Advanced Search
MyIDEAS: Login to save this article or follow this journal

How Marginal Tax Rates Affect Families At Various Levels Of Poverty

Contents:

Author Info

  • Maag, Elaine
  • Steuerle, C. Eugene
  • Chakravarti, Ritadhi
  • Quakenbush, Caleb
Registered author(s):

    Abstract

    High marginal tax rates can make moving above poverty very difficult for low-income families. These high tax rates result from increasing direct taxes (both state and federal) as well as decreasing transfer payments (including both Supplemental Nutrition Assistance Program benefits and Temporary Assistance for Needy Families). Depending on which state a person lives, a single parent with two children can face an average marginal tax rate of over 100 percent or as low as 26.6 percent as they move from the poverty level of income to 150 percent of the poverty level. If her earnings are limited to only six months of the year, she may retain transfer benefits for the remaining six months, lowering her marginal rate over the same income range to between 66.0 percent and –17.7 percent for those additional earnings. Our analysis shows how sensitive marginal tax rates are to assumptions about earnings patterns and program participation.

    Download Info

    If you experience problems downloading a file, check if you have the proper application to view it first. In case of further problems read the IDEAS help page. Note that these files are not on the IDEAS site. Please be patient as the files may be large.
    File URL: http://www.ntanet.org/NTJ/65/4/ntj-v65n04p759-82-how-marginal-tax-rates.pdf
    Download Restriction: no

    File URL: http://www.ntanet.org/NTJ/65/4/ntj-v65n04p759-82-how-marginal-tax-rates.html
    Download Restriction: no

    Bibliographic Info

    Article provided by National Tax Association in its journal National Tax Journal.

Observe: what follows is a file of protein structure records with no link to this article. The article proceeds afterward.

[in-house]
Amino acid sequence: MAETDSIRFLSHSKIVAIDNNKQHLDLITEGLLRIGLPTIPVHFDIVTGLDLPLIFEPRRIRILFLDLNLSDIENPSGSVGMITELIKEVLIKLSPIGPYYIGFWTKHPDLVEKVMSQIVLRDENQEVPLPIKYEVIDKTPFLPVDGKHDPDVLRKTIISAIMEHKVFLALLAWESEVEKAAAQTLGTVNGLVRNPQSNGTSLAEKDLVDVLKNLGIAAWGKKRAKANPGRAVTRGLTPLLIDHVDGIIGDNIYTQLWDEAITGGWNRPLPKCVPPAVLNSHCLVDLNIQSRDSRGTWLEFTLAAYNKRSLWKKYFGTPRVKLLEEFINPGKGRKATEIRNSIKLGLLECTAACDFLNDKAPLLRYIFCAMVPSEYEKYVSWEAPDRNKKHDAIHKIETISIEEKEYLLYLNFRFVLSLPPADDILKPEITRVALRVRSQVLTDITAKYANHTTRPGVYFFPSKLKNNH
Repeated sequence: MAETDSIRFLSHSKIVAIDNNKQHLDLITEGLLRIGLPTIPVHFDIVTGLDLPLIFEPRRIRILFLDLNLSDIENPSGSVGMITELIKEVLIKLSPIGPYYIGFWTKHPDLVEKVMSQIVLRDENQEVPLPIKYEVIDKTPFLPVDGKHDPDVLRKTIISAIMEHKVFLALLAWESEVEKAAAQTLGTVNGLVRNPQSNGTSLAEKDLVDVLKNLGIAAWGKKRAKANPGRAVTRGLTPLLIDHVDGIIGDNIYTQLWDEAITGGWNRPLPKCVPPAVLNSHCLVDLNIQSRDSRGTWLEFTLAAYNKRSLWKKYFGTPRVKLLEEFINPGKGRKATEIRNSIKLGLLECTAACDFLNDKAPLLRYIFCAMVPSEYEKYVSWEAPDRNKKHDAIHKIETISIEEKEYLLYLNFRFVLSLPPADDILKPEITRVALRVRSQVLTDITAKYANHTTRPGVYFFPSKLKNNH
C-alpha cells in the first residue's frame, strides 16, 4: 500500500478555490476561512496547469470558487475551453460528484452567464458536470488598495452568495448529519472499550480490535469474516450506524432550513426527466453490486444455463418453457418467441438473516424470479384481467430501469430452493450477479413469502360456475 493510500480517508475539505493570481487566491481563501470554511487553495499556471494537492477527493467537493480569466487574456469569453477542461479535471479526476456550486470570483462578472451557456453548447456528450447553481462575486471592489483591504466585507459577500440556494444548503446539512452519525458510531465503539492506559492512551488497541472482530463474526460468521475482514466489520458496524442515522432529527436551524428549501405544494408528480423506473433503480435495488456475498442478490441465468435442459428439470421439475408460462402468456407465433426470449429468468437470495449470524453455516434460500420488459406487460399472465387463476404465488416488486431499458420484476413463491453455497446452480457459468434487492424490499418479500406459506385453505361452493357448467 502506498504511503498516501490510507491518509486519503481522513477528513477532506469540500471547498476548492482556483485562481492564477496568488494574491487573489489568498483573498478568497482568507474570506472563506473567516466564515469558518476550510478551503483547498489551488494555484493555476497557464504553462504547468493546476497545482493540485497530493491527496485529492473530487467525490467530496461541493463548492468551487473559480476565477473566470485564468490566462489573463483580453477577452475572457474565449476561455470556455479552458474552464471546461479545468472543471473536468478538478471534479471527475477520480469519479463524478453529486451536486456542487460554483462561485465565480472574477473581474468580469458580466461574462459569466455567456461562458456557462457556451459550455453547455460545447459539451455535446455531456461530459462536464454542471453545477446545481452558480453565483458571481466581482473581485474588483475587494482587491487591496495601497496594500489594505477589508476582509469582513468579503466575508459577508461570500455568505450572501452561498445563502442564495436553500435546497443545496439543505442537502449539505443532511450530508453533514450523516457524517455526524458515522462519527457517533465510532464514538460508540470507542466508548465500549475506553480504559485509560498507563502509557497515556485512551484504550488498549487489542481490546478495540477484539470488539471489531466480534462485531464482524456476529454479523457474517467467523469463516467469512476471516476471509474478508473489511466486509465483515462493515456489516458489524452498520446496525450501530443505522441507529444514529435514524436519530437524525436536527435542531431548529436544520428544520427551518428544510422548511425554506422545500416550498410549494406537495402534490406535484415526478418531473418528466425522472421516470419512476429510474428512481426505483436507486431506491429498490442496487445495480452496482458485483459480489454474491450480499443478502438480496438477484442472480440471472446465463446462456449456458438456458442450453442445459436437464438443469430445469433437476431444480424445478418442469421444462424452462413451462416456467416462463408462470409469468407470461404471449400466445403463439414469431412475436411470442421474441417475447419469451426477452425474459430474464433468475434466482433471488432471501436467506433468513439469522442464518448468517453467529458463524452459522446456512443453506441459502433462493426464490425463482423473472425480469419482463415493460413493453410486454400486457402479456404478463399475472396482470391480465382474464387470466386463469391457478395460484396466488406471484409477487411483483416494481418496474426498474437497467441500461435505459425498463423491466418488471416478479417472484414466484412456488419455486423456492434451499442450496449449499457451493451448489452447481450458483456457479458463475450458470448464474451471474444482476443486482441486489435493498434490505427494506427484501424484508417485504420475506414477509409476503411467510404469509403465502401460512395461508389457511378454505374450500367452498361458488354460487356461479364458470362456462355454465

Volume (Year): 65 (2012)
    Issue (Month): 4 (December)
    Pages: 759-82

    as in new window
    Handle: RePEc:ntj:journl:v:65:y:2012:i:4:p:759-82

    Contact details of provider:
    Postal: 725 15th St. NW #600. Washington, D.C. 20005-2109
    Phone: (202)737-3325
    Fax: (202) 737-7308
    Email:
    Web page: http://www.ntanet.org/
    More information through EDIRC

    Related research

    Keywords:

    References

    References listed on IDEAS
    Please report citation or reference errors to , or , if you are the registered author of the cited work, log in to your RePEc Author Service profile, click on "citations" and make appropriate adjustments.:
    as in new window
    1. Bruce D. Meyer & Dan T. Rosenbaum, 1998. "Welfare, the Earned Income Tax Credit, and the Labor Supply of Single Mothers," JCPR Working Papers 32, Northwestern University/University of Chicago Joint Center for Poverty Research.
    2. Eissa, Nada & Liebman, Jeffrey B, 1996. "Labor Supply Response to the Earned Income Tax Credit," The Quarterly Journal of Economics, MIT Press, vol. 111(2), pages 605-37, May.
    3. Holt, Stephen D. & Romich, Jennifer L., 2007. "Marginal Tax Rates Facing Low– and Moderate–Income Workers Who Participate in Means–Tested Transfer Programs," National Tax Journal, National Tax Association, vol. 60(2), pages 253-76, June.
    Full references (including those not matched with items on IDEAS)

    Citations

    Citations are extracted by the CitEc Project, subscribe to its RSS feed for this item.
    as in new window

    Cited by:
    1. Casey B. Mulligan, 2012. "The ARRA: Some Unpleasant Welfare Arithmetic," NBER Working Papers 18591, National Bureau of Economic Research, Inc.

    Lists

    This item is not listed on Wikipedia, on a reading list or among the top items on IDEAS.

    Statistics

    Access and download statistics

    Corrections

    When requesting a correction, please mention this item's handle: RePEc:ntj:journl:v:65:y:2012:i:4:p:759-82. See general information about how to correct material in RePEc.

    For technical questions regarding this item, or to correct its authors, title, abstract, bibliographic or download information, contact: (Charmaine Wright).

    If you have authored this item and are not yet registered with RePEc, we encourage you to do it here. This allows to link your profile to this item. It also allows you to accept potential citations to this item that we are uncertain about.

    If references are entirely missing, you can add them using this form.

    If the full references list an item that is present in RePEc, but the system did not link to it, you can help with this form.

    If you know of missing items citing this one, you can help us creating those links by adding the relevant references in the same way as above, for each refering item. If you are a registered author of this item, you may also want to check the "citations" tab in your profile, as there may be some citations waiting for confirmation.

    Please note that corrections may take a couple of weeks to filter through the various RePEc services.